Just a matter of weeks after the Newtown massacre in which twenty young children and six members of the Sandy Hook Elementary School staff were shot dead, the President of the United States of America has now announced a number of measures that his administration will pursue. Some will require legislative approval and a number of others- 23 in fact- have already been achieved through the signing of executive orders today. There’s a battle ahead for the Obama administration on the legislative front, in a country so ensconced in a pervasive gun culture which is based on an often warped view of the 2nd amendment.
The list of executive orders signed today is extensive. Those directives are:
- Issue a Presidential Memorandum to require federal agencies to make relevant data available to the federal background check system.
- Address unnecessary legal barriers, particularly relating to the Health Insurance Portability and Accountability Act, that may prevent states from making information available to the background check system.
- Improve incentives for states to share information with the background check system.
- Direct the Attorney General to review categories of individuals prohibited from having a gun to make sure dangerous people are not slipping through the cracks.
- Propose rule-making to give law enforcement the ability to run a full background check on an individual before returning a seized gun.
- Publish a letter from ATF to federally licensed gun dealers providing guidance on how to run background checks for private sellers.
- Launch a national safe and responsible gun ownership campaign.
- Review safety standards for gun locks and gun safes (Consumer Product Safety Commission).
- Issue a Presidential Memorandum to require federal law enforcement to trace guns recovered in criminal investigations.
- Release a DOJ report analyzing information on lost and stolen guns and make it widely available to law enforcement.
- Nominate an ATF director.
- Provide law enforcement, first responders, and school officials with proper training for active shooter situations.
- Maximize enforcement efforts to prevent gun violence and prosecute gun crime.
- Issue a Presidential Memorandum directing the Centers for Disease Control to research the causes and prevention of gun violence.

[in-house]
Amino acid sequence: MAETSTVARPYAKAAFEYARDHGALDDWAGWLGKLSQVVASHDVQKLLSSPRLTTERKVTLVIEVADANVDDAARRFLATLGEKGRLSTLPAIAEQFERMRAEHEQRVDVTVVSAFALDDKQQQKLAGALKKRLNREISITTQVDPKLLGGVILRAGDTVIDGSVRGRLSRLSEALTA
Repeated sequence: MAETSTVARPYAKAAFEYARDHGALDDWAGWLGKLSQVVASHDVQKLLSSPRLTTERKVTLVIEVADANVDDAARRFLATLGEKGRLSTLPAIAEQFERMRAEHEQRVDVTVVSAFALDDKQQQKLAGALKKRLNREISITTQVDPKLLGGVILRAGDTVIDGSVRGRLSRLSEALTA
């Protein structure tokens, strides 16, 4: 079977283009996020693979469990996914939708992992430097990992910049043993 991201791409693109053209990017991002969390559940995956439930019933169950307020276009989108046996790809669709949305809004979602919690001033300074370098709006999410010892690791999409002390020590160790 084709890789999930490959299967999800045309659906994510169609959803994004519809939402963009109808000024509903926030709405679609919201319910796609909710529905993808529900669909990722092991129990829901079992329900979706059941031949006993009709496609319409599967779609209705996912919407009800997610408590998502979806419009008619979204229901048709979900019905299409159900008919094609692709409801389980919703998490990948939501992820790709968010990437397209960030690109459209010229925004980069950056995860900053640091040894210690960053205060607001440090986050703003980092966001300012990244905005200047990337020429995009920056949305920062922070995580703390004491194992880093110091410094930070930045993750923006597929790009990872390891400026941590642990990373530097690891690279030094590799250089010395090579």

- Direct the Attorney General to issue a report on the availability and most effective use of new gun safety technologies and challenge the private sector to develop innovative technologies.
- Clarify that the Affordable Care Act does not prohibit doctors asking their patients about guns in their homes.
- Release a letter to health care providers clarifying that no federal law prohibits them from reporting threats of violence to law enforcement authorities.
- Provide incentives for schools to hire school resource officers.
- Develop model emergency response plans for schools, houses of worship and institutions of higher education.
- Release a letter to state health officials clarifying the scope of mental health services that Medicaid plans must cover.
- Finalize regulations clarifying essential health benefits and parity requirements within ACA exchanges.
- Commit to finalizing mental health parity regulations.
- Launch a national dialogue led by Secretaries Sebelius and Duncan on mental health.
That’s quite a list of mostly commonsense measures that the President has within his power to make. As you can see it includes a mix of measures including making information available to different groups and government agencies, educating stakeholders, developing communication between government agencies, emergency plans, commissioning studies and allowing for schools to hire more security.
These particular measures will help fight existing crime, but it is unlikely these measures alone will make a significant difference in the level of gun violence and that is where the legislative proposals come in.
Congress will need to approve a ban on assault weapons and high-capacity magazines and legislate to allow criminal background checks on all gun purchases. Congress will also be asked to vote to close the ‘gun show loophole’ and create a federal gun trafficking law.
It is difficult to envisage any of these measures passing through Congress. A ban on assault weapons was in existence until it expired in 2004 but a return of the ban is almost certainly going to be unsuccessful . And you can probably lump banning high-capacity magazines into that same category.
On the face of it, it appears that criminal background checks on all gun purchases might be successfully introduced. And you could say the same for the removal of the ‘gun show loophole’ which allows for private sale of weapons without checks. These measures appear very palatable, but then we are talking about the US Congress.
A federal gun trafficking law is an interesting proposition. Such a law would outlaw the transfer of guns across state borders. This legislation would only be of significant value if coupled with the assault weapon ban which will probably not eventuate. Its success is probably as unlikely as the other measures.
At the very least the assault weapons ban needs to happen, but of course probably will not. The other legislative measures would at least go some way to controlling the supply of weapons to undesirable people, but they would not eliminate the problem in any significant way, if by some amazing miracle, Congress did not stand in the way of reform.
It is more than likely that a largely futile battle lies ahead for Barack Obama, but the fight needs to go on. Too many people have lost their lives because of the number of guns in the US, lax gun laws, a strange view of the 2nd amendment, mental illness and a dangerous gun culture which affects all of these aspects of the problem.